Notrump Exceptions

Opening 1N With A 5-Card Major

In the highly regarded book, Points Schmoints!, Marty Bergen says to always open 1N with a balanced hand (at least 5-3-3-2), even if you have a 5-card major. He says: "There are absolutely no exceptions." (emphasis is his).

In the equally regarded book, Standard Bridge Bidding For the 21st Centry, Max Hardy says that before opening 1N with a 5-card major, three conditions must be met involving

  1. the quantity of the other major,
  2. the quality of the hand's doubleton(s), and
  3. whether the hand is more heavily Aces and Kings versus having more Kings and Queens.

BidBase presently favors Bergen's approach, but Hardy's book is highly recommended and after reading it, you may wish to change the database to agree with his approach.

It should be noted that liberally opening 1N with a 5-card major makes Puppet Stayman (for uncovering the 5-card major) more important.

Opening 1N With A 6-Card Minor

Hardy also provides guidelines for opening 1N with a 6-card minor. We have always thought two doubletons did not a balanced hand make, but Hardy calls 6-3-2-2 and 5-4-2-2 hands "semi-balanced" and provides guidelines for opening them 1N. We have followed these guidelines in BidBase for Strong NT only.

BidBase believes that if playing a weak NT (10-12, 11-13, 12-14), you are better off bidding a 5- or 6-card suit, so we have such entries for opening 1N hard coded for 15-17 HCPs.

How Many Points For Game in NT?

Following is a summary of this subject from

Most players play that 25-26 HCPs are needed for game in notrump. A 24-point game is 50-50, but hands should be adjusted down a point for honors in a suit with no smaller cards (e.g.: KJ and nothing else) and -1 for 4-3-3-3 distribution.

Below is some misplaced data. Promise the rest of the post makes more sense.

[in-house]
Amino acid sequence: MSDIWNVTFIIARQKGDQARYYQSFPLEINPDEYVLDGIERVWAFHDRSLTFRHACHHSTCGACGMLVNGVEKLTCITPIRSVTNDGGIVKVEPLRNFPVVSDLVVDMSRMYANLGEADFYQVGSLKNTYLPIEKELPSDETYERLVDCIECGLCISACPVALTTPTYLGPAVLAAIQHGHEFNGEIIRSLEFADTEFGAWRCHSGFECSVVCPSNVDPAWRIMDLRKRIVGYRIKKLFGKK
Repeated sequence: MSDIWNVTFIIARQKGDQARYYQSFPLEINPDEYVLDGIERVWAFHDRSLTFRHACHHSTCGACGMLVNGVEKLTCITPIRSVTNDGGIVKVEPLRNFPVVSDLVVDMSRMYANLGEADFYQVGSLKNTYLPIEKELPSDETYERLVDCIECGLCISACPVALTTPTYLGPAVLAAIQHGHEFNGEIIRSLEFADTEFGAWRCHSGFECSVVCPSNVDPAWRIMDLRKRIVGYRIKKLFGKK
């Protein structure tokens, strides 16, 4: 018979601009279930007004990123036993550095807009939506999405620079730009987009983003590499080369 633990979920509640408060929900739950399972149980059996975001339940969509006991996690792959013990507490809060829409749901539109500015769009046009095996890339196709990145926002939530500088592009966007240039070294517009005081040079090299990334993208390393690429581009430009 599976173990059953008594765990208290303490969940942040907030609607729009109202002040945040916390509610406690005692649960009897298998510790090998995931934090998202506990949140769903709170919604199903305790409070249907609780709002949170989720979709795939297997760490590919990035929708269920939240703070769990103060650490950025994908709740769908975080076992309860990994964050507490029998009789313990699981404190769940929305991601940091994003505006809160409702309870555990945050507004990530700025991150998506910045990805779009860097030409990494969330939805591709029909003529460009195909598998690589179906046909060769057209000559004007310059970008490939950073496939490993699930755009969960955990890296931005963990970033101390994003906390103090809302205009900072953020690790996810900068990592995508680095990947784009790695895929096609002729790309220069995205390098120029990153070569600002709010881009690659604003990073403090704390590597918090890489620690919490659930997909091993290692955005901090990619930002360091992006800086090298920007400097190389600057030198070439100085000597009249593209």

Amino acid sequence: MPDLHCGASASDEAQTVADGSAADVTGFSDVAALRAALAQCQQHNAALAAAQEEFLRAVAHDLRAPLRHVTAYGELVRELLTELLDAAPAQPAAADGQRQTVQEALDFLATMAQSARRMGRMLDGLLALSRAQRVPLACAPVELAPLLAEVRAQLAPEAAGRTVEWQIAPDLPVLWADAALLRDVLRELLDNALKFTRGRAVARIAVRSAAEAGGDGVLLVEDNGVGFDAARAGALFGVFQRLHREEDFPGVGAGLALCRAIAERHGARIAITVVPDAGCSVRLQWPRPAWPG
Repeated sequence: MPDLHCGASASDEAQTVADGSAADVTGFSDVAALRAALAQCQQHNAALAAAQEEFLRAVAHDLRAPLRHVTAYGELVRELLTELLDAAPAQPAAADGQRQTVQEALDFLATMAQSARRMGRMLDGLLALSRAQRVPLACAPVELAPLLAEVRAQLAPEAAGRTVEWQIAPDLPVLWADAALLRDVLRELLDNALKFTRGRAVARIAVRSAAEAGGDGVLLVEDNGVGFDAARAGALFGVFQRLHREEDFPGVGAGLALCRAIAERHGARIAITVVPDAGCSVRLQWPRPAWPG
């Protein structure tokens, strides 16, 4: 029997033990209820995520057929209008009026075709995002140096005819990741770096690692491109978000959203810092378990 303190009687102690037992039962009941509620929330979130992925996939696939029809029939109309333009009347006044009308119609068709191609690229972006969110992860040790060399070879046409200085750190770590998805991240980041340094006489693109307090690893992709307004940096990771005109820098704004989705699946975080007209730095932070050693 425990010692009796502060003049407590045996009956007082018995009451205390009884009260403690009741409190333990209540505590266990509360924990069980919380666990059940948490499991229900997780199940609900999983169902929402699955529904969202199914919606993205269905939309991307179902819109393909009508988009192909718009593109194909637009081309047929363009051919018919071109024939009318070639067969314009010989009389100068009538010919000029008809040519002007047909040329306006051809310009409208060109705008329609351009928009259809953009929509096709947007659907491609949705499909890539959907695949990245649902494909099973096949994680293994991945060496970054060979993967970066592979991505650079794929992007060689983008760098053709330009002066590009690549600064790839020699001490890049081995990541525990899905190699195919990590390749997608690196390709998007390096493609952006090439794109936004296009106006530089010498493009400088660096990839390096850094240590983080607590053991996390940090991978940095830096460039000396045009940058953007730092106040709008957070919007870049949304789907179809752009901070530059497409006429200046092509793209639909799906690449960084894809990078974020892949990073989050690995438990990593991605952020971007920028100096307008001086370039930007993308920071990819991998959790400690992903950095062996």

The article linked above also says to deduct a point for holding 4 cards in a minor suit that partner has bid. According to the author, simulation calculates that with the fits shown that 3N makes the percentage of the time shown:

  • 5-4 - 35%
  • 5-3 - 36%
  • 5-2 - 45%

Note that the 1N opener could have 18 or even 19 HCPs but has 1 or 2 deductions getting his hand value down to 17, allowing him to open 1N. There are also some adjustments which make a hand play stronger, such as a lot of intermediates.

But as responder, we do not have to worry about opener's adjustments. We just assume that after adjustments, his hand value is in the 15-17 point range.

So if you have 9 points after adjustments, you should bid game because your minimum partnership total is 24 points.

If you have 8 points, you can bid 2N and partner should bid 3N with 16-17 points and pass with 15.

The problem is what to do with 7 adjusted points? If you bid 2N, opener bids 3N with 17 adjusted points and passes with 15, but what does he do with 16? Obviously 15 + 7 doesn't get you to even the 24 needed as a minimum for game.

This question is not addressed in the article, but it would seem right to bid 2N if you are certain that partner would have adjusted his points, and/or if playing against weaker opponents or if playing IMPs rather than Matchpoints where 3N down 1 would probably be close to 0 while 1N (assuming you pass) making 3 would not be a disaster since few, if any, pairs will be in 3N with 16 HCPs opposite 7.

For more on hand valuation, see the CardShark BidBase HandVal program and its documentation file.